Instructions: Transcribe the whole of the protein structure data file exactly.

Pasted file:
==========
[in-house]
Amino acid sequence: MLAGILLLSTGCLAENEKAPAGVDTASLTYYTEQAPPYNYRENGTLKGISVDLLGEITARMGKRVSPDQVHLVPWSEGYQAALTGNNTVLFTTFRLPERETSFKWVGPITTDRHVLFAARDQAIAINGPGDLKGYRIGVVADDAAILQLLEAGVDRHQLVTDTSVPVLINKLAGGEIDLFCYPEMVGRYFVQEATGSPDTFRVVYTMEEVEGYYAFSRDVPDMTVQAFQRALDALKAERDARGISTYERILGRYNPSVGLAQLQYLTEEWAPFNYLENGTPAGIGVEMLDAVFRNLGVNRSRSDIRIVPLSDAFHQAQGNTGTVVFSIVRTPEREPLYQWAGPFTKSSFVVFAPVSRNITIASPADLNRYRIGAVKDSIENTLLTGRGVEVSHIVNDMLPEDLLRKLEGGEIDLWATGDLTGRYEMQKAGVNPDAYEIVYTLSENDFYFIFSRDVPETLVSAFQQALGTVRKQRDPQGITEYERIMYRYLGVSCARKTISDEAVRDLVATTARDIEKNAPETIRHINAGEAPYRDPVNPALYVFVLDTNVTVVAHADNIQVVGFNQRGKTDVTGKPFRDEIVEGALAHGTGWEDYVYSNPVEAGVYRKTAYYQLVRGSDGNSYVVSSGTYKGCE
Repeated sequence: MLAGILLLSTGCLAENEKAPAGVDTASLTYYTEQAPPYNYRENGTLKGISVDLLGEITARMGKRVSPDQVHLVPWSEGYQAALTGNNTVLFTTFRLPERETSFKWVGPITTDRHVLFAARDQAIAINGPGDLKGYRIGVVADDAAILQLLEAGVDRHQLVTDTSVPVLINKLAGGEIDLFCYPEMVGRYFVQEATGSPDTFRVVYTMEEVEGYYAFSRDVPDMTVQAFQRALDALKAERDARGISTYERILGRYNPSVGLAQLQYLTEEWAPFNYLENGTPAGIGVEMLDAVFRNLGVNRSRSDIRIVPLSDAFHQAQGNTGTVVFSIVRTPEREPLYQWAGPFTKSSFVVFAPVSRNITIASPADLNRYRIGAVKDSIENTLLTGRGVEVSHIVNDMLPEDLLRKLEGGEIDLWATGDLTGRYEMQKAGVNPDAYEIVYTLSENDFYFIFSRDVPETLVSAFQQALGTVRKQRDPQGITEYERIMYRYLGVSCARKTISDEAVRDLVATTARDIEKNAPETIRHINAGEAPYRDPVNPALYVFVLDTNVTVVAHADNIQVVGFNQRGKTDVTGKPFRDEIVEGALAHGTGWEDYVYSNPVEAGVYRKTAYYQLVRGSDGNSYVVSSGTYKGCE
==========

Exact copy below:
[in-house]
Amino acid sequence: MLAGILLLSTGCLAENEKAPAGVDTASLTYYTEQAPPYNYRENGTLKGISVDLLGEITARMGKRVSPDQVHLVPWSEGYQAALTGNNTVLFTTFRLPERETSFKWVGPITTDRHVLFAARDQAIAINGPGDLKGYRIGVVADDAAILQLLEAGVDRHQLVTDTSVPVLINKLAGGEIDLFCYPEMVGRYFVQEATGSPDTFRVVYTMEEVEGYYAFSRDVPDMTVQAFQRALDALKAERDARGISTYERILGRYNPSVGLAQLQYLTEEWAPFNYLENGTPAGIGVEMLDAVFRNLGVNRSRSDIRIVPLSDAFHQAQGNTGTVVFSIVRTPEREPLYQWAGPFTKSSFVVFAPVSRNITIASPADLNRYRIGAVKDSIENTLLTGRGVEVSHIVNDMLPEDLLRKLEGGEIDLWATGDLTGRYEMQKAGVNPDAYEIVYTLSENDFYFIFSRDVPETLVSAFQQALGTVRKQRDPQGITEYERIMYRYLGVSCARKTISDEAVRDLVATTARDIEKNAPETIRHINAGEAPYRDPVNPALYVFVLDTNVTVVAHADNIQVVGFNQRGKTDVTGKPFRDEIVEGALAHGTGWEDYVYSNPVEAGVYRKTAYYQLVRGSDGNSYVVSSGTYKGCE
Repeated sequence: MLAGILLLSTGCLAENEKAPAGVDTASLTYYTEQAPPYNYRENGTLKGISVDLLGEITARMGKRVSPDQVHLVPWSEGYQAALTGNNTVLFTTFRLPERETSFKWVGPITTDRHVLFAARDQAIAINGPGDLKGYRIGVVADDAAILQLLEAGVDRHQLVTDTSVPVLINKLAGGEIDLFCYPEMVGRYFVQEATGSPDTFRVVYTMEEVEGYYAFSRDVPDMTVQAFQRALDALKAERDARGISTYERILGRYNPSVGLAQLQYLTEEWAPFNYLENGTPAGIGVEMLDAVFRNLGVNRSRSDIRIVPLSDAFHQAQGNTGTVVFSIVRTPEREPLYQWAGPFTKSSFVVFAPVSRNITIASPADLNRYRIGAVKDSIENTLLTGRGVEVSHIVNDMLPEDLLRKLEGGEIDLWATGDLTGRYEMQKAGVNPDAYEIVYTLSENDFYFIFSRDVPETLVSAFQQALGTVRKQRDPQGITEYERIMYRYLGVSCARKTISDEAVRDLVATTARDIEKNAPETIRHINAGEAPYRDPVNPALYVFVLDTNVTVVAHADNIQVVGFNQRGKTDVTGKPFRDEIVEGALAHGTGWEDYVYSNPVEAGVYRKTAYYQLVRGSDGNSYVVSSGTYKGCE